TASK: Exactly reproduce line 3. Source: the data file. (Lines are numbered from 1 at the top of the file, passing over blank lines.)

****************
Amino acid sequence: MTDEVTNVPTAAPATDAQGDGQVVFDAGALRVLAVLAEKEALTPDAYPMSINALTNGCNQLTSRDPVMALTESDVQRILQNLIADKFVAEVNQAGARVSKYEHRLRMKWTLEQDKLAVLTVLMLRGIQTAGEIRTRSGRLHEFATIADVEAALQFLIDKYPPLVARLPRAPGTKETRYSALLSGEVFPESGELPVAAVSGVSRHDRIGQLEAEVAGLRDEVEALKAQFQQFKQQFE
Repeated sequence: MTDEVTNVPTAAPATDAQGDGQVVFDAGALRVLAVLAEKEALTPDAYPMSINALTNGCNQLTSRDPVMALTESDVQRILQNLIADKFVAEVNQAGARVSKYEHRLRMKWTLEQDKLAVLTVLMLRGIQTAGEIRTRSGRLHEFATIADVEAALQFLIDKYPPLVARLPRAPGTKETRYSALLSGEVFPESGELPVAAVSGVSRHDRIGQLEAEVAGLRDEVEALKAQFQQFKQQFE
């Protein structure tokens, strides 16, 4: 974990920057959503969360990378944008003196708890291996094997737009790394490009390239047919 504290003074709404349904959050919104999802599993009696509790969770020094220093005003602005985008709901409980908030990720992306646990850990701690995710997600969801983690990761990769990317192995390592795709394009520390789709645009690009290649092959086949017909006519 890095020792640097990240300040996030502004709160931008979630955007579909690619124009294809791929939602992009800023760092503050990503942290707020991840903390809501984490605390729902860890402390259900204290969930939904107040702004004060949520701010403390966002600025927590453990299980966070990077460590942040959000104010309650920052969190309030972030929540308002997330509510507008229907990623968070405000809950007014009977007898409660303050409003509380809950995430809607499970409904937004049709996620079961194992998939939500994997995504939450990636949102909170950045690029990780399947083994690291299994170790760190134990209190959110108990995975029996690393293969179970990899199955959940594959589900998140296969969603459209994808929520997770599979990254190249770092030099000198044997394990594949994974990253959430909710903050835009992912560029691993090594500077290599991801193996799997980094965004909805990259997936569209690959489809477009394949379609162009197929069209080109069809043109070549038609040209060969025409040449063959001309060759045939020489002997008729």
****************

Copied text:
């Protein structure tokens, strides 16, 4: 974990920057959503969360990378944008003196708890291996094997737009790394490009390239047919 504290003074709404349904959050919104999802599993009696509790969770020094220093005003602005985008709901409980908030990720992306646990850990701690995710997600969801983690990761990769990317192995390592795709394009520390789709645009690009290649092959086949017909006519 890095020792640097990240300040996030502004709160931008979630955007579909690619124009294809791929939602992009800023760092503050990503942290707020991840903390809501984490605390729902860890402390259900204290969930939904107040702004004060949520701010403390966002600025927590453990299980966070990077460590942040959000104010309650920052969190309030972030929540308002997330509510507008229907990623968070405000809950007014009977007898409660303050409003509380809950995430809607499970409904937004049709996620079961194992998939939500994997995504939450990636949102909170950045690029990780399947083994690291299994170790760190134990209190959110108990995975029996690393293969179970990899199955959940594959589900998140296969969603459209994808929520997770599979990254190249770092030099000198044997394990594949994974990253959430909710903050835009992912560029691993090594500077290599991801193996799997980094965004909805990259997936569209690959489809477009394949379609162009197929069209080109069809043109070549038609040209060969025409040449063959001309060759045939020489002997008729």